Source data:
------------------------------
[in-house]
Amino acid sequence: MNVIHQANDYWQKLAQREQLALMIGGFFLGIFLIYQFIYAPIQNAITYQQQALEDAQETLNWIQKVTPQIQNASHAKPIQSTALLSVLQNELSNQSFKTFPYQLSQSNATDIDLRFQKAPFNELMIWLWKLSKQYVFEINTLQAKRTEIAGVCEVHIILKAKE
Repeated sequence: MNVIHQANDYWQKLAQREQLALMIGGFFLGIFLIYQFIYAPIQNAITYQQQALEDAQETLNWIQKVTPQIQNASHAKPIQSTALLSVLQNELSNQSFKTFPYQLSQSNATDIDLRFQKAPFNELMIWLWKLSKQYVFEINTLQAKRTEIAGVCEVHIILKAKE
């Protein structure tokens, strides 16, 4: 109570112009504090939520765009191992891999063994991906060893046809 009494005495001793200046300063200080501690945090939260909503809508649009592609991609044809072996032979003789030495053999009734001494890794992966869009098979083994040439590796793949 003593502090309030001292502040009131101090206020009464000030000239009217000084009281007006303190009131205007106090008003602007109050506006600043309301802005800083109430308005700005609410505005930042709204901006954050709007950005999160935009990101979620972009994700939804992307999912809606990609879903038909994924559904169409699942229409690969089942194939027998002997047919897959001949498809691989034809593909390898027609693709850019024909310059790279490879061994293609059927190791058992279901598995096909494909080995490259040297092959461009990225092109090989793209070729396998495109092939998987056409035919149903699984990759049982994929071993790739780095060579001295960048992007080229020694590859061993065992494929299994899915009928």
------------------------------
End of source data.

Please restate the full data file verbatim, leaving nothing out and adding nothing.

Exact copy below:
[in-house]
Amino acid sequence: MNVIHQANDYWQKLAQREQLALMIGGFFLGIFLIYQFIYAPIQNAITYQQQALEDAQETLNWIQKVTPQIQNASHAKPIQSTALLSVLQNELSNQSFKTFPYQLSQSNATDIDLRFQKAPFNELMIWLWKLSKQYVFEINTLQAKRTEIAGVCEVHIILKAKE
Repeated sequence: MNVIHQANDYWQKLAQREQLALMIGGFFLGIFLIYQFIYAPIQNAITYQQQALEDAQETLNWIQKVTPQIQNASHAKPIQSTALLSVLQNELSNQSFKTFPYQLSQSNATDIDLRFQKAPFNELMIWLWKLSKQYVFEINTLQAKRTEIAGVCEVHIILKAKE
């Protein structure tokens, strides 16, 4: 109570112009504090939520765009191992891999063994991906060893046809 009494005495001793200046300063200080501690945090939260909503809508649009592609991609044809072996032979003789030495053999009734001494890794992966869009098979083994040439590796793949 003593502090309030001292502040009131101090206020009464000030000239009217000084009281007006303190009131205007106090008003602007109050506006600043309301802005800083109430308005700005609410505005930042709204901006954050709007950005999160935009990101979620972009994700939804992307999912809606990609879903038909994924559904169409699942229409690969089942194939027998002997047919897959001949498809691989034809593909390898027609693709850019024909310059790279490879061994293609059927190791058992279901598995096909494909080995490259040297092959461009990225092109090989793209070729396998495109092939998987056409035919149903699984990759049982994929071993790739780095060579001295960048992007080229020694590859061993065992494929299994899915009928």